Workload:  Veteran teachers often forget how demanding the first year of teaching truly is.  In my new role, I’ve spent an average of 3-4 hours after school every day to keep up with my classes.  First-year teachers cannot opt to take the weekend off or leave work early on a whim, that luxury comes over time.  I’m a firm believer that teachers should consistently reflect on best practices and strive to improve pedagogy, but, I’d be lying if I said there weren’t a few units that I tend to teach the same way year in and year out.  New teachers have a responsibility to create innovative curricula and deliver new lessons 180 straight days.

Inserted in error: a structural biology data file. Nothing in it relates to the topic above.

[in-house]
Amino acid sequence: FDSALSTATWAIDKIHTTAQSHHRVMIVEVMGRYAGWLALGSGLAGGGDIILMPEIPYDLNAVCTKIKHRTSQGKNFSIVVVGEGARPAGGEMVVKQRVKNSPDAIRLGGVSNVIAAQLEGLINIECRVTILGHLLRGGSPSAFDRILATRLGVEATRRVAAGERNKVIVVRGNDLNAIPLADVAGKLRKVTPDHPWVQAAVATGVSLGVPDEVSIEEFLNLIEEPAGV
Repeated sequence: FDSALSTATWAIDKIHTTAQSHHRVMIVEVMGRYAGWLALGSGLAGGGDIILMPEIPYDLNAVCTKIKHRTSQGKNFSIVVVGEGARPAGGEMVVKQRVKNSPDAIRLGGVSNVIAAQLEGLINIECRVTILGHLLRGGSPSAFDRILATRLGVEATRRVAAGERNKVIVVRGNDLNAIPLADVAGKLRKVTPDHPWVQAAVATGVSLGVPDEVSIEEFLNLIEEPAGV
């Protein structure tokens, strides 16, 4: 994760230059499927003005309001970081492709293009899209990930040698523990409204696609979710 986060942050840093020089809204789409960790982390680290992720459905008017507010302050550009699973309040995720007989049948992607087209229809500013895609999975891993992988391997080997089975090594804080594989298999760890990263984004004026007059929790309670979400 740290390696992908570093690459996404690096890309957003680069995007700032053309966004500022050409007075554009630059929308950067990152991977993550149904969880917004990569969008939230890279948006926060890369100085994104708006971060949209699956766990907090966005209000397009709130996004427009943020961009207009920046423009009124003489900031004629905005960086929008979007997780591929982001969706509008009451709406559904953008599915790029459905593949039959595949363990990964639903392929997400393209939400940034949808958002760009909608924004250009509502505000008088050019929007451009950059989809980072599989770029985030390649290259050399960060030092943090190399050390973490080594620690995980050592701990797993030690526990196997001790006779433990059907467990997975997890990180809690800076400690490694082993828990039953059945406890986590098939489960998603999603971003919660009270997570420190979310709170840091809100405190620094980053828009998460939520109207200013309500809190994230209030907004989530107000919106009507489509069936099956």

Fitting in:  The social aspect of working in a new building can also be stressful for a first-year teacher.  It’s intimidating to walk into a situation where everyone knows one another as the outsider.  On the first day of school I knew a total of four people.  Now that a few weeks have passed, I’ve begun friendships within my department and had the pleasure of attending a social committee event with new colleagues; but it was difficult.  The best advice I have for new teachers on the subject is to smile often and be yourself.

What challenges can you recall from your first year teaching?